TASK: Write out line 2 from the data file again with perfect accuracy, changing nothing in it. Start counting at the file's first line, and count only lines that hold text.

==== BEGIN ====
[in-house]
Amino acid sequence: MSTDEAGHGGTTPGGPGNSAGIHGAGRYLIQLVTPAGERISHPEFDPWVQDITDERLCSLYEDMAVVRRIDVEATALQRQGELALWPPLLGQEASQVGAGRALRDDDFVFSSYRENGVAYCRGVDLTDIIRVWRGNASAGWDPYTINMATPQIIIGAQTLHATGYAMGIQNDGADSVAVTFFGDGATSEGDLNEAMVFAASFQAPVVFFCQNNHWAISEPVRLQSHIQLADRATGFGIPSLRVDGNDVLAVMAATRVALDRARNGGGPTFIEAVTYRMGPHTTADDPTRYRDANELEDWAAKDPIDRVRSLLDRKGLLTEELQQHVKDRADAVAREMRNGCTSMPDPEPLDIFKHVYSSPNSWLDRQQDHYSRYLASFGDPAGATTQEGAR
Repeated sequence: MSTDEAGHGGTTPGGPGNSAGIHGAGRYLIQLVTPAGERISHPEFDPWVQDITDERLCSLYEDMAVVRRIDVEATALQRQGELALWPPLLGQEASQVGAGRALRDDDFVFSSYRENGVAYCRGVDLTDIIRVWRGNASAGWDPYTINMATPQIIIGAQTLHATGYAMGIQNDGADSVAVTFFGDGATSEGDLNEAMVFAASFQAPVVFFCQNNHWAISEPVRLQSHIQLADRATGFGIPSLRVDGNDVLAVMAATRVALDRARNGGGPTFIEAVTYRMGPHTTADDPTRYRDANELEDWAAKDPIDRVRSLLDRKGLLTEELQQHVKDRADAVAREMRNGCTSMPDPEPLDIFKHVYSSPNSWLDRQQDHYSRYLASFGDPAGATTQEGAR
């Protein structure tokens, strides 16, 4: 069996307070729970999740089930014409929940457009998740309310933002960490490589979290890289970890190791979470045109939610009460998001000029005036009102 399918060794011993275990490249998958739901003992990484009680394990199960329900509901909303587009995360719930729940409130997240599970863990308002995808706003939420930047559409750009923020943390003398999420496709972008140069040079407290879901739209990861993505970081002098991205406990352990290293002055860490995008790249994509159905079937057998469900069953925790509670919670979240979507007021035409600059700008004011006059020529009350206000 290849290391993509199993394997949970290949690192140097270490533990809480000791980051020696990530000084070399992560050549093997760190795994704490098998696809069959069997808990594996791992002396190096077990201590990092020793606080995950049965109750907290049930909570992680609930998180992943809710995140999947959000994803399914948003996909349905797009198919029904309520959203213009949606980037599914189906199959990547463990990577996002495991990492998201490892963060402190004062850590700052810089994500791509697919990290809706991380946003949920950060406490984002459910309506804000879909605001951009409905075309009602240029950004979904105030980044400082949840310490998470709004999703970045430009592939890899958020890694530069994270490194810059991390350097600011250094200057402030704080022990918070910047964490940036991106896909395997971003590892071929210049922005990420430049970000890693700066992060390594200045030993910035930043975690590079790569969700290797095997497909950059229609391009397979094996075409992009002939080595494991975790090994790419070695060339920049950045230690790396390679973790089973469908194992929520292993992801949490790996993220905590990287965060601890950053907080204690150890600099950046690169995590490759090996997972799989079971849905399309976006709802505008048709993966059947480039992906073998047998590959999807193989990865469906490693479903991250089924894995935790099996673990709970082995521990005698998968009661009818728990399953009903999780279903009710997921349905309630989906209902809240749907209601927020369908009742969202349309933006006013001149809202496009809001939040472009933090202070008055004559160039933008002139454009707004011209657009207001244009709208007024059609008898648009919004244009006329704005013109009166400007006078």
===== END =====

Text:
Amino acid sequence: MSTDEAGHGGTTPGGPGNSAGIHGAGRYLIQLVTPAGERISHPEFDPWVQDITDERLCSLYEDMAVVRRIDVEATALQRQGELALWPPLLGQEASQVGAGRALRDDDFVFSSYRENGVAYCRGVDLTDIIRVWRGNASAGWDPYTINMATPQIIIGAQTLHATGYAMGIQNDGADSVAVTFFGDGATSEGDLNEAMVFAASFQAPVVFFCQNNHWAISEPVRLQSHIQLADRATGFGIPSLRVDGNDVLAVMAATRVALDRARNGGGPTFIEAVTYRMGPHTTADDPTRYRDANELEDWAAKDPIDRVRSLLDRKGLLTEELQQHVKDRADAVAREMRNGCTSMPDPEPLDIFKHVYSSPNSWLDRQQDHYSRYLASFGDPAGATTQEGAR